Truthiness in Gotham train announcements, art of transit, Yosemite traffic; How We Roll, August 14

Art of Transit

Cool 360 view of the Expo/Crenshaw Station for the Crenshaw/LAX Line. The pic was taken last month.


Art of Transit 2: Don’t you get any ideas, L.A.-area based brewers! 🙂 

Art of Transit #3: Really fun CicLAvia yesterday in San Pedro and Wilmington. More pics here. Great way for everyone to discover corners of our region they may not ever see. 

New York MTA tries a new tack during delays: tell the truth (NYT)

The summer of hell — i.e. subway delays due to maintenance issues — continues in Gotham. But train operators are being told to tell it like it is, even if it means announcing that someone jumped in front of a train. A couple of examples of what riders are hearing:

How do you think we’re doing, readers and L.A. Metro riders? It’s definitely something we’ve been working on. Comment away and if you’re unhappy, please suggest how we could do better rather than just go for the baseball bat! TY!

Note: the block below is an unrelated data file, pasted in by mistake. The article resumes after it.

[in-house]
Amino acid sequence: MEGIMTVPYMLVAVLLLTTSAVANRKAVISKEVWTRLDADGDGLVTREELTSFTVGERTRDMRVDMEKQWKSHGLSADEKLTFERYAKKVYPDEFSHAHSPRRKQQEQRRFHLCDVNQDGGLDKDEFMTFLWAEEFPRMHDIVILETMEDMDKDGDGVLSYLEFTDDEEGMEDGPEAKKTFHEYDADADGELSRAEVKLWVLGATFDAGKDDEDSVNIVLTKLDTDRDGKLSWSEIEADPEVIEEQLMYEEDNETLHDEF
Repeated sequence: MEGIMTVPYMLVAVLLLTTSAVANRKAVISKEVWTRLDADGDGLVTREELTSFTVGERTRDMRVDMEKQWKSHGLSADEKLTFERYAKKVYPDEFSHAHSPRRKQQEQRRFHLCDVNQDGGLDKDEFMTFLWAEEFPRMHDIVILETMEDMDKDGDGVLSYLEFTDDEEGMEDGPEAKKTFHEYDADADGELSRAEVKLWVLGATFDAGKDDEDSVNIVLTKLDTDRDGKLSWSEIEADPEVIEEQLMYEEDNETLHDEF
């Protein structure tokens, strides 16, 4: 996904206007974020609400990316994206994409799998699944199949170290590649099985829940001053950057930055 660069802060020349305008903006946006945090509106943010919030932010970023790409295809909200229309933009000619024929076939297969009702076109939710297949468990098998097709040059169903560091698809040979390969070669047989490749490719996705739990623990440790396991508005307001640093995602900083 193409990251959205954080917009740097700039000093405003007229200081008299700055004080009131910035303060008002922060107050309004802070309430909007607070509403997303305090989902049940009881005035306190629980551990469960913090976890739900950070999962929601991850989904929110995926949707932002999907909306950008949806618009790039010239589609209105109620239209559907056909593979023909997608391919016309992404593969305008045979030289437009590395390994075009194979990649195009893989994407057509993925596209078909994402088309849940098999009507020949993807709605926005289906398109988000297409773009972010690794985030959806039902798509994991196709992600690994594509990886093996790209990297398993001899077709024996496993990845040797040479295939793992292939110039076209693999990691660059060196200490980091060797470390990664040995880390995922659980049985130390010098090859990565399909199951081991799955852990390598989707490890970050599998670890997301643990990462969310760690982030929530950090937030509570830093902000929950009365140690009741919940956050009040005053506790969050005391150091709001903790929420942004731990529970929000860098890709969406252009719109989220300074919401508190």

Leaving town at rush hour? Here’s how far you’re likely to get from America’s largest cities. (Washington Post)

For the few people who didn’t know that that driving in rush hour traffic sucks. If leaving L.A., you’ll be lucky to make it to the county line within an hour whereas in smaller cities the time it leaves matters very little. Well, okay. Glad to know that now.

Speeding plays an even larger role in traffic deaths than we thought, feds say (Governing) 

Embed from Getty Images

This is scary: researchers have been underestimating the role speeding plays in deaths — even though any non-researcher person is smart enough to connect the dots.

A new study from NTSB is forthcoming and begs for more police crackdowns on speeding. Good luck with that in the L.A. area, where IMHO enforcement of traffic laws is a lost art. By which I mean no one bothers.

Yosemite struggles to find answers to traffic woes (LAT)

Traffic Jam at Yosemite

In the age of Internet-driven tourism, visitation has jumped to north of five million a year with the majority of those people trying to cram into the Yosemite Valley. Hours-long traffic jams have resulted, which isn’t a very nice way to treat what is supposed to be a national treasure.

The sad thing is there is an obvious answer that has been shot down in the past: a shuttle bus. In Zion National Park, for example, everyone has to park outside Zion Canyon and take a shuttle in. Same at Denali. Same at Red’s Meadow (except for those camping). It works fine and is a minimal hassle — and makes those parks a far nicer place.

That will take the kind of political guts that have thus far been lacking.